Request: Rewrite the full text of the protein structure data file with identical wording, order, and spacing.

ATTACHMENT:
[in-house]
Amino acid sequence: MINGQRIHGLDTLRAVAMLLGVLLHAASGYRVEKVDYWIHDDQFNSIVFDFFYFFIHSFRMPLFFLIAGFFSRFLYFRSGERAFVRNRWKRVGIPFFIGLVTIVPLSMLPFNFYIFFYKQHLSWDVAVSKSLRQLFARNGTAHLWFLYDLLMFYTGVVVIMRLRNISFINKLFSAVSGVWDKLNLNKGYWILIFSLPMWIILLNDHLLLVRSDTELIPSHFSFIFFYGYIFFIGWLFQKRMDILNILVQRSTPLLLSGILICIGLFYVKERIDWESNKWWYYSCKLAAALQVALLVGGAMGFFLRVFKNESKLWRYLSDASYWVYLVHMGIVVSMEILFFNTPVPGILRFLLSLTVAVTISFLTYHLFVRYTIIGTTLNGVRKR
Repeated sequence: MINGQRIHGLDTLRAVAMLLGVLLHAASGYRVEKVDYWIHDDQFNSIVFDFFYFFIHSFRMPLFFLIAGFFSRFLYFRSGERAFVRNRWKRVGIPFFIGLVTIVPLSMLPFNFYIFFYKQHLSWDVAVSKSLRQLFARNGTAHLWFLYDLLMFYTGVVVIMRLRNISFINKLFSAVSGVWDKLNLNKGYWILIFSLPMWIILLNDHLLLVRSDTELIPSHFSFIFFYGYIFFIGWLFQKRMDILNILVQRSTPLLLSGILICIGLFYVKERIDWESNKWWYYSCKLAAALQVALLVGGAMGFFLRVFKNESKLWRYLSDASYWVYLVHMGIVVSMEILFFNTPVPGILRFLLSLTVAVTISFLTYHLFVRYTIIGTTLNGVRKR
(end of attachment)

[in-house]
Amino acid sequence: MINGQRIHGLDTLRAVAMLLGVLLHAASGYRVEKVDYWIHDDQFNSIVFDFFYFFIHSFRMPLFFLIAGFFSRFLYFRSGERAFVRNRWKRVGIPFFIGLVTIVPLSMLPFNFYIFFYKQHLSWDVAVSKSLRQLFARNGTAHLWFLYDLLMFYTGVVVIMRLRNISFINKLFSAVSGVWDKLNLNKGYWILIFSLPMWIILLNDHLLLVRSDTELIPSHFSFIFFYGYIFFIGWLFQKRMDILNILVQRSTPLLLSGILICIGLFYVKERIDWESNKWWYYSCKLAAALQVALLVGGAMGFFLRVFKNESKLWRYLSDASYWVYLVHMGIVVSMEILFFNTPVPGILRFLLSLTVAVTISFLTYHLFVRYTIIGTTLNGVRKR
Repeated sequence: MINGQRIHGLDTLRAVAMLLGVLLHAASGYRVEKVDYWIHDDQFNSIVFDFFYFFIHSFRMPLFFLIAGFFSRFLYFRSGERAFVRNRWKRVGIPFFIGLVTIVPLSMLPFNFYIFFYKQHLSWDVAVSKSLRQLFARNGTAHLWFLYDLLMFYTGVVVIMRLRNISFINKLFSAVSGVWDKLNLNKGYWILIFSLPMWIILLNDHLLLVRSDTELIPSHFSFIFFYGYIFFIGWLFQKRMDILNILVQRSTPLLLSGILICIGLFYVKERIDWESNKWWYYSCKLAAALQVALLVGGAMGFFLRVFKNESKLWRYLSDASYWVYLVHMGIVVSMEILFFNTPVPGILRFLLSLTVAVTISFLTYHLFVRYTIIGTTLNGVRKR